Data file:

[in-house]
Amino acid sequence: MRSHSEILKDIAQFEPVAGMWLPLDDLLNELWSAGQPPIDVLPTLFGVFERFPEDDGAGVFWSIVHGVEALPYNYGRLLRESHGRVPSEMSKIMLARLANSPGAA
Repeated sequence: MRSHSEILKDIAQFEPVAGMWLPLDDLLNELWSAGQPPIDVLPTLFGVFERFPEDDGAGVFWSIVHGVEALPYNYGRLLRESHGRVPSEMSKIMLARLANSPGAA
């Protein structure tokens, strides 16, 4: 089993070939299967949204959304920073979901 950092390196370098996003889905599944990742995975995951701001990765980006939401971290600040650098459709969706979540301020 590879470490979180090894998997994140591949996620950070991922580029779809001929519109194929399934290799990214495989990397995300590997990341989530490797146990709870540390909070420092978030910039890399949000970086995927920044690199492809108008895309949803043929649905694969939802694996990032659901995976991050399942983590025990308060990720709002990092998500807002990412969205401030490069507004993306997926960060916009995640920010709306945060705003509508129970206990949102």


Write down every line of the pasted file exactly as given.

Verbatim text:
[in-house]
Amino acid sequence: MRSHSEILKDIAQFEPVAGMWLPLDDLLNELWSAGQPPIDVLPTLFGVFERFPEDDGAGVFWSIVHGVEALPYNYGRLLRESHGRVPSEMSKIMLARLANSPGAA
Repeated sequence: MRSHSEILKDIAQFEPVAGMWLPLDDLLNELWSAGQPPIDVLPTLFGVFERFPEDDGAGVFWSIVHGVEALPYNYGRLLRESHGRVPSEMSKIMLARLANSPGAA
């Protein structure tokens, strides 16, 4: 089993070939299967949204959304920073979901 950092390196370098996003889905599944990742995975995951701001990765980006939401971290600040650098459709969706979540301020 590879470490979180090894998997994140591949996620950070991922580029779809001929519109194929399934290799990214495989990397995300590997990341989530490797146990709870540390909070420092978030910039890399949000970086995927920044690199492809108008895309949803043929649905694969939802694996990032659901995976991050399942983590025990308060990720709002990092998500807002990412969205401030490069507004993306997926960060916009995640920010709306945060705003509508129970206990949102």